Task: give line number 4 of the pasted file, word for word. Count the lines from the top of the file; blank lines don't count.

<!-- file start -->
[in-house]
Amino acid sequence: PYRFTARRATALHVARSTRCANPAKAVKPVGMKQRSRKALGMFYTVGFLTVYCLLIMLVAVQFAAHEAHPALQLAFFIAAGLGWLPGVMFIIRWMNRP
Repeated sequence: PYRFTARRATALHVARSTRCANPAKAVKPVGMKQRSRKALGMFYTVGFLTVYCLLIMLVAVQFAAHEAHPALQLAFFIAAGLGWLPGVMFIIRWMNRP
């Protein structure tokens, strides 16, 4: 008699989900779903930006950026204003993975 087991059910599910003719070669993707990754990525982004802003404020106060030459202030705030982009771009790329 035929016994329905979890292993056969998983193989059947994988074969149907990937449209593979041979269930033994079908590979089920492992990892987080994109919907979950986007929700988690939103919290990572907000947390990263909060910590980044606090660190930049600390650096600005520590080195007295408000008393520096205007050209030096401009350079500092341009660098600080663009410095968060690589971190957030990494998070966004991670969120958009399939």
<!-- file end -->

């Protein structure tokens, strides 16, 4: 008699989900779903930006950026204003993975 087991059910599910003719070669993707990754990525982004802003404020106060030459202030705030982009771009790329 035929016994329905979890292993056969998983193989059947994988074969149907990937449209593979041979269930033994079908590979089920492992990892987080994109919907979950986007929700988690939103919290990572907000947390990263909060910590980044606090660190930049600390650096600005520590080195007295408000008393520096205007050209030096401009350079500092341009660098600080663009410095968060690589971190957030990494998070966004991670969120958009399939």